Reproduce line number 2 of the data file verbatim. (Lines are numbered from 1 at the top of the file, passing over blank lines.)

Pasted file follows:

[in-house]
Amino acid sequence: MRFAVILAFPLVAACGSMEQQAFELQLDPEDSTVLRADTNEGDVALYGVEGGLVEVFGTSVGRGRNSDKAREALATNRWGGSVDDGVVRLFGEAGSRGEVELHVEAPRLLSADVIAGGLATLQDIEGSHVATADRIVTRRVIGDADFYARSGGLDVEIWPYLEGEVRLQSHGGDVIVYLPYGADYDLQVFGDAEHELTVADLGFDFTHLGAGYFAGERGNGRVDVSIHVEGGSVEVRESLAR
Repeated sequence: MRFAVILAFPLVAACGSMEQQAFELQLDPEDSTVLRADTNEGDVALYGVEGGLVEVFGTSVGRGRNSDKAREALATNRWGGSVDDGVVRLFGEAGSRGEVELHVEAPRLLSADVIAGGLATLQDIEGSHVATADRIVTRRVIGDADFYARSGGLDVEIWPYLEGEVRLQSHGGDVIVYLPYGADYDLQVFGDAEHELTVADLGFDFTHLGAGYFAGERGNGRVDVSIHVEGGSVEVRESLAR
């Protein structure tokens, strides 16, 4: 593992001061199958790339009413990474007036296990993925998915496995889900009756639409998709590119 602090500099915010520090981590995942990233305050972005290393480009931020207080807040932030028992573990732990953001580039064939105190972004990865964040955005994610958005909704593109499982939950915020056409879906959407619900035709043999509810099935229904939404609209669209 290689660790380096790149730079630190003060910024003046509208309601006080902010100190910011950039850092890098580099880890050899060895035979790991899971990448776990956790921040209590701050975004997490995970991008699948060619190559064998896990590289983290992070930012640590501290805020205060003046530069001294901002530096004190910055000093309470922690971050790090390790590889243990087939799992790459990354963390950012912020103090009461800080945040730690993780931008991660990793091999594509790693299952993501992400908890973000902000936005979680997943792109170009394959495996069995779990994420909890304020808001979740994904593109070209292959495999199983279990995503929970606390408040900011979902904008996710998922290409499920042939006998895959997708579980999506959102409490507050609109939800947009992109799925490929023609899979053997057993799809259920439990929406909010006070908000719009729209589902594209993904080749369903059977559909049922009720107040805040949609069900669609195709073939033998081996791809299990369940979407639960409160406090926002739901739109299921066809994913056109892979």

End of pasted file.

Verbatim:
Amino acid sequence: MRFAVILAFPLVAACGSMEQQAFELQLDPEDSTVLRADTNEGDVALYGVEGGLVEVFGTSVGRGRNSDKAREALATNRWGGSVDDGVVRLFGEAGSRGEVELHVEAPRLLSADVIAGGLATLQDIEGSHVATADRIVTRRVIGDADFYARSGGLDVEIWPYLEGEVRLQSHGGDVIVYLPYGADYDLQVFGDAEHELTVADLGFDFTHLGAGYFAGERGNGRVDVSIHVEGGSVEVRESLAR